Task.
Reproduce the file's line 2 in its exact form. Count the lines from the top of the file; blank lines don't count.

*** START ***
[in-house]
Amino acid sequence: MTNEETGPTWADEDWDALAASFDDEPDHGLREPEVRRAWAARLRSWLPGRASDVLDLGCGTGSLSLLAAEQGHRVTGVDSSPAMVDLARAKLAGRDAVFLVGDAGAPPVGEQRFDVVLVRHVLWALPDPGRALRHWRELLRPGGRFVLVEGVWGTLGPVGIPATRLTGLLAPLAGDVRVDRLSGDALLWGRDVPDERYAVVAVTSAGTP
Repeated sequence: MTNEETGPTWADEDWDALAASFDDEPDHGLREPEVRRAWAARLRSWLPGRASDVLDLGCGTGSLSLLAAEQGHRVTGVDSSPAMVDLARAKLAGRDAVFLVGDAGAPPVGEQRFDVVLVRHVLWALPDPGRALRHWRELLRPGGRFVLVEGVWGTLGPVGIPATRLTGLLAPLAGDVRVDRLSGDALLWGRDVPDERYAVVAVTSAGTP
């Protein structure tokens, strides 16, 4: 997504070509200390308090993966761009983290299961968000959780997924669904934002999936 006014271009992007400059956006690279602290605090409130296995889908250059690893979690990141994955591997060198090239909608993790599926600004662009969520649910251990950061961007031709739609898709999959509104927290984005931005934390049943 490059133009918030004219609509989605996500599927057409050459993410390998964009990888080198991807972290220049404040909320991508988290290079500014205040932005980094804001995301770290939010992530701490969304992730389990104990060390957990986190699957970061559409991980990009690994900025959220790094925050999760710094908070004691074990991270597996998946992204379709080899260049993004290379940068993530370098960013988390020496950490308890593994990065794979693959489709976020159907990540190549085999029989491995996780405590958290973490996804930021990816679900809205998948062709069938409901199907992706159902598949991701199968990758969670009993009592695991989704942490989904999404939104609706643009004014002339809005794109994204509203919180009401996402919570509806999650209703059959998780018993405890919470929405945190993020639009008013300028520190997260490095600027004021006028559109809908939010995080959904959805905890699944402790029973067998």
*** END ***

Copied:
Amino acid sequence: MTNEETGPTWADEDWDALAASFDDEPDHGLREPEVRRAWAARLRSWLPGRASDVLDLGCGTGSLSLLAAEQGHRVTGVDSSPAMVDLARAKLAGRDAVFLVGDAGAPPVGEQRFDVVLVRHVLWALPDPGRALRHWRELLRPGGRFVLVEGVWGTLGPVGIPATRLTGLLAPLAGDVRVDRLSGDALLWGRDVPDERYAVVAVTSAGTP